by Elise Ann Allen
ASSISI, Italy (Crux) — In his first trip outside Rome since the coronavirus pandemic began, Pope Francis celebrated Mass Oct.3 at the tomb of his namesake, St. Francis of Assisi, and signed his new encyclical on human fraternity.
After pulling up to the Basilica of St. Francis just after 3:00 p.m. local time, Pope Francis descended into the crypt where his namesake is buried, where he celebrated a private Mass with around 20 people present, mostly religious sisters or friars, sitting one to a pew.
He did not deliver a homily but sat in silence after the day’s Gospel reading was pronounced, which is not the first time Pope Francis has opted not to stay quiet on an important occasion.
Speaking to Crux, Archbishop Domenico Sorrentino, who oversees the Diocese of Assisi, said it was “a privilege for us and for our church here” to welcome Pope Francis to Assisi for the signing of his new encyclical, “Fratelli Tutti,” which will be published tomorrow, Oct. 4, on the feast of St. Francis of Assisi.
“Francis made this critical choice to live only for God, for Jesus, and for the brothers, and that choice is the foundation for today’s encyclical,” he said. “Pope Francis is coming here because St. Francis is a witness to fraternity, in the Gospel sense.”
Though his brief, half-day outing was Pope Francis’s fourth visit to Assisi since his election in 2013, it consisted of a slew of “firsts.”
Not only was it the pope’s first trip outside of Rome since COVID-19 first broke out in Italy, but it marked the first time a papal Mass has been celebrated in the crypt of the Basilica of St. Francis in Assisi, and it was also the first time an encyclical had been signed outside of Rome.
The encyclical itself is Pope Francis’ first major teaching document since COVID-19, and the pope’s Oct. 3 Mass was also the first known papal liturgy to be celebrated in Assisi without the faithful present, apart from a handful of friars and religious.
Pope Francis’ trip fell on the eve not only of the feast day for his namesake, and the coinciding release of “Fratelli Tutti,” but his visit precedes that of Italian Prime Minister Giuseppe Conte, who will travel to Assisi Oct. 4 along with other government officials to celebrate the feast of St. Francis, Patron of Italy.
Conte will be joined by Foreign Minister Luigi Di Maio, Family Minister Elena Bonetti, and other government officials for the occasion, which will be marked by Mass, the lighting of a special votive candle in honor of St. Francis, and fighter jets streaming the colors of the Italian flag through the sky.
The rite has been celebrated annually since Oct. 4, 1939, when Pope Pius XII declared Francis of Assisi the Patron of Italy.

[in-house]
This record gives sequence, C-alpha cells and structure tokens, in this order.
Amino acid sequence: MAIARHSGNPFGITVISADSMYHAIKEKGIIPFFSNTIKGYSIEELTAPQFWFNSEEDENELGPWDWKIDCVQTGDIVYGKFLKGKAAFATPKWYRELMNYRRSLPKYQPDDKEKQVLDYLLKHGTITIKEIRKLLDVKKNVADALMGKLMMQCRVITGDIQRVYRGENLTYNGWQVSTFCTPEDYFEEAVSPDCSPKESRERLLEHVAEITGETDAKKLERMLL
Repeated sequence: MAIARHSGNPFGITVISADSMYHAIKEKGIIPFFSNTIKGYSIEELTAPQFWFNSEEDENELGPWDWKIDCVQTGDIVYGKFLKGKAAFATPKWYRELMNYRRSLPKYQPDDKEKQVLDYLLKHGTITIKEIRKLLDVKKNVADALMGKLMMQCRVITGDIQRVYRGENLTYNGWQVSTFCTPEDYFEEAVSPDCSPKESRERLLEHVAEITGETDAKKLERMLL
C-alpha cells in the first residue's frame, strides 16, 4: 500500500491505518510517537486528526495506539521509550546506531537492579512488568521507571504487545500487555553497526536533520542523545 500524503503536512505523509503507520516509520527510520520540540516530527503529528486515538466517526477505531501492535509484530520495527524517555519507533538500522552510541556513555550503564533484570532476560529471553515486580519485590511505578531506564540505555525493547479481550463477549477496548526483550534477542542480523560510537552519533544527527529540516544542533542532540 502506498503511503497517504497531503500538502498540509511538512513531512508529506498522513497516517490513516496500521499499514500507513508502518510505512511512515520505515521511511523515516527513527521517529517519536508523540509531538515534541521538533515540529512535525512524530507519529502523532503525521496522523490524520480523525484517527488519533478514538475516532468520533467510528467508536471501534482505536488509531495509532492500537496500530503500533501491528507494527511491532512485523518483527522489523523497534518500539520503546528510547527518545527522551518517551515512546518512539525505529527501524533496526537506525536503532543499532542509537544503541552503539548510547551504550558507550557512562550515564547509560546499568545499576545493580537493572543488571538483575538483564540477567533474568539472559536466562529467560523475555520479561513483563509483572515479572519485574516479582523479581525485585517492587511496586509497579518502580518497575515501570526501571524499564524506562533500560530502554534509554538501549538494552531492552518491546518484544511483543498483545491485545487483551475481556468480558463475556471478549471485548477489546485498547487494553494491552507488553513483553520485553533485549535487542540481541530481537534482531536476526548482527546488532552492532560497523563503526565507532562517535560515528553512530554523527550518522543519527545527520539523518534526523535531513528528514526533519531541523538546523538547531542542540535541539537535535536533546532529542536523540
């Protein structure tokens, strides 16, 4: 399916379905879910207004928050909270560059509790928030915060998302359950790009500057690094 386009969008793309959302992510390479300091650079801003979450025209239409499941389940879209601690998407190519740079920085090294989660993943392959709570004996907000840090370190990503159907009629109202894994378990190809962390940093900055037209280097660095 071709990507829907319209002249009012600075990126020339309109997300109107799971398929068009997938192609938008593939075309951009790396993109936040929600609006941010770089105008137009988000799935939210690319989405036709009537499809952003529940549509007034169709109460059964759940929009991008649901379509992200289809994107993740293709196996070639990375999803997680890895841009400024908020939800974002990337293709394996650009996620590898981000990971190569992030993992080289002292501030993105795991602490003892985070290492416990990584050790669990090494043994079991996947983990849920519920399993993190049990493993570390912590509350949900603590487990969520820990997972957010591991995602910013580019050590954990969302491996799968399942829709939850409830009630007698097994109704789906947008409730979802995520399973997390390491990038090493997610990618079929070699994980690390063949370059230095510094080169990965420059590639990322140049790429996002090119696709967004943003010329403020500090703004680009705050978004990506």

Sunday’s events will close around 5 p.m. after the recitation of Vespers, and a blessing for Italy and the whole world with the words of a blessing written by St. Francis in 1224 for a fellow friar.
Archbishop Sorrentino confirmed that this is also the first time a pope has come to Assisi one day and the prime minister the next.
Since the beginning of his papacy, Pope Francis has embraced and celebrated St. Francis of Assisi as a model of social justice, particularly when it comes to the topics of poverty, peace, and fraternity.
Speaking to some 5,000 journalists just days after his election to the papacy in 2013, Pope Francis said he first thought of naming himself after the great 13th-century saint once it became obvious he had been elected and Brazilian Cardinal Claudio Hummes, Archbishop Emeritus of Sao Paolo, hugged him and told him, “Don’t forget the poor.”
“Those words came to me: the poor, the poor. Then, right away, thinking of the poor, I thought of Francis of Assisi…For me, he is the man of poverty, the man of peace, the man who loves and protects creation,” the Holy Father said, calling St. Francis, “the poor man who wanted a poor church. How I would love a church that is poor and for the poor.”
Since then, the fight against poverty and inequality, the pursuit of peace by renewing bonds of brotherhood, and care of the environment have all become staples in the pontiff’s papacy.
The title of the Holy Father’s new encyclical comes from number six of the Admonitions of St. Francis, which reads: “Let us all, brothers, look to the Good Shepherd who suffered the passion of the Cross to save his sheep.”
“The sheep of the Lord followed him in tribulation and persecution, in insult and hunger, in infirmity and temptation, and in everything else and they have received everlasting life from the Lord because of these things,” the passage continues. “Therefore, it is a great shame for us, servants of God, that while the saints (actually) did such things, we wish to receive glory and honor by [merely] recounting their deeds.”
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